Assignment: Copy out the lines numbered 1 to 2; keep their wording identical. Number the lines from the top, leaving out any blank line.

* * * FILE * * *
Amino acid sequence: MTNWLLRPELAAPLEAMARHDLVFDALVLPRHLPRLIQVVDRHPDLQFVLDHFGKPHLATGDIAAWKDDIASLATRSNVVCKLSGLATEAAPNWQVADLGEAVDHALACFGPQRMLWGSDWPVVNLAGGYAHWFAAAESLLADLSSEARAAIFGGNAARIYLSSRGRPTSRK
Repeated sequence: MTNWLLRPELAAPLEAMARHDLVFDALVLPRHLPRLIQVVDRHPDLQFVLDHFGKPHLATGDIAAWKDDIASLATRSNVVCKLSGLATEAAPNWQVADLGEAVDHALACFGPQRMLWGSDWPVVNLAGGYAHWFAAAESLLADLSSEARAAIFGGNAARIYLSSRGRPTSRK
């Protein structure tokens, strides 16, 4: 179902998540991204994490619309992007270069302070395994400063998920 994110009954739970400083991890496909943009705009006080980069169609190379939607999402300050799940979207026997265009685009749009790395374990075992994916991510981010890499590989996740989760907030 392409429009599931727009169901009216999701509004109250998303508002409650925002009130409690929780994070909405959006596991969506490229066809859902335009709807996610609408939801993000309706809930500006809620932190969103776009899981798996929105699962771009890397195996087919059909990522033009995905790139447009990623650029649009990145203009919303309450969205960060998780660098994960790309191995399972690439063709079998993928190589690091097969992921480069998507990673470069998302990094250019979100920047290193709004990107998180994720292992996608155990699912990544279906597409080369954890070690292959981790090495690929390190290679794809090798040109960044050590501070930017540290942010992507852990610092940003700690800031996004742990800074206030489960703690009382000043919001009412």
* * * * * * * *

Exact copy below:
Amino acid sequence: MTNWLLRPELAAPLEAMARHDLVFDALVLPRHLPRLIQVVDRHPDLQFVLDHFGKPHLATGDIAAWKDDIASLATRSNVVCKLSGLATEAAPNWQVADLGEAVDHALACFGPQRMLWGSDWPVVNLAGGYAHWFAAAESLLADLSSEARAAIFGGNAARIYLSSRGRPTSRK
Repeated sequence: MTNWLLRPELAAPLEAMARHDLVFDALVLPRHLPRLIQVVDRHPDLQFVLDHFGKPHLATGDIAAWKDDIASLATRSNVVCKLSGLATEAAPNWQVADLGEAVDHALACFGPQRMLWGSDWPVVNLAGGYAHWFAAAESLLADLSSEARAAIFGGNAARIYLSSRGRPTSRK